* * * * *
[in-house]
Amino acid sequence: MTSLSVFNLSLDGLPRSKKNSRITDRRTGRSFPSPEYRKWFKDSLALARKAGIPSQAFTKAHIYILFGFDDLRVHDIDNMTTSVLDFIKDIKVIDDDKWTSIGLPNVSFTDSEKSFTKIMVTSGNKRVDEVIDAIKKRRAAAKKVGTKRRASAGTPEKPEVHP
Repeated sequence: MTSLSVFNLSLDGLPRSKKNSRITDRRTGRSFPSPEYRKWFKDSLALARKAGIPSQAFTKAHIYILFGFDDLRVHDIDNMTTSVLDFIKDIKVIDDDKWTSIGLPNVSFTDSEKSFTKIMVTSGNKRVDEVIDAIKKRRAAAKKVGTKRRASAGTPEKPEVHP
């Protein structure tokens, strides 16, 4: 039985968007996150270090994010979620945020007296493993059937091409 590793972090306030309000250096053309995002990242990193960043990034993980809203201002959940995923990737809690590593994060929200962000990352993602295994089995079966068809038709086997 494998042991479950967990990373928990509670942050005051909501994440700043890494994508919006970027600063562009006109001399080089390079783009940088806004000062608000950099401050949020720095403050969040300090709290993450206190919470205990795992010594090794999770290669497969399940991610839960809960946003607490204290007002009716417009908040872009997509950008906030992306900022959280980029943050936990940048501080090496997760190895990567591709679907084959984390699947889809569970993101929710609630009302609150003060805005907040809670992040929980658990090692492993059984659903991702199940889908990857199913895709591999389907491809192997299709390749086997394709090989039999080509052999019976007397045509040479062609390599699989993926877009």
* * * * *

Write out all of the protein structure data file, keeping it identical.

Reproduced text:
[in-house]
Amino acid sequence: MTSLSVFNLSLDGLPRSKKNSRITDRRTGRSFPSPEYRKWFKDSLALARKAGIPSQAFTKAHIYILFGFDDLRVHDIDNMTTSVLDFIKDIKVIDDDKWTSIGLPNVSFTDSEKSFTKIMVTSGNKRVDEVIDAIKKRRAAAKKVGTKRRASAGTPEKPEVHP
Repeated sequence: MTSLSVFNLSLDGLPRSKKNSRITDRRTGRSFPSPEYRKWFKDSLALARKAGIPSQAFTKAHIYILFGFDDLRVHDIDNMTTSVLDFIKDIKVIDDDKWTSIGLPNVSFTDSEKSFTKIMVTSGNKRVDEVIDAIKKRRAAAKKVGTKRRASAGTPEKPEVHP
């Protein structure tokens, strides 16, 4: 039985968007996150270090994010979620945020007296493993059937091409 590793972090306030309000250096053309995002990242990193960043990034993980809203201002959940995923990737809690590593994060929200962000990352993602295994089995079966068809038709086997 494998042991479950967990990373928990509670942050005051909501994440700043890494994508919006970027600063562009006109001399080089390079783009940088806004000062608000950099401050949020720095403050969040300090709290993450206190919470205990795992010594090794999770290669497969399940991610839960809960946003607490204290007002009716417009908040872009997509950008906030992306900022959280980029943050936990940048501080090496997760190895990567591709679907084959984390699947889809569970993101929710609630009302609150003060805005907040809670992040929980658990090692492993059984659903991702199940889908990857199913895709591999389907491809192997299709390749086997394709090989039999080509052999019976007397045509040479062609390599699989993926877009």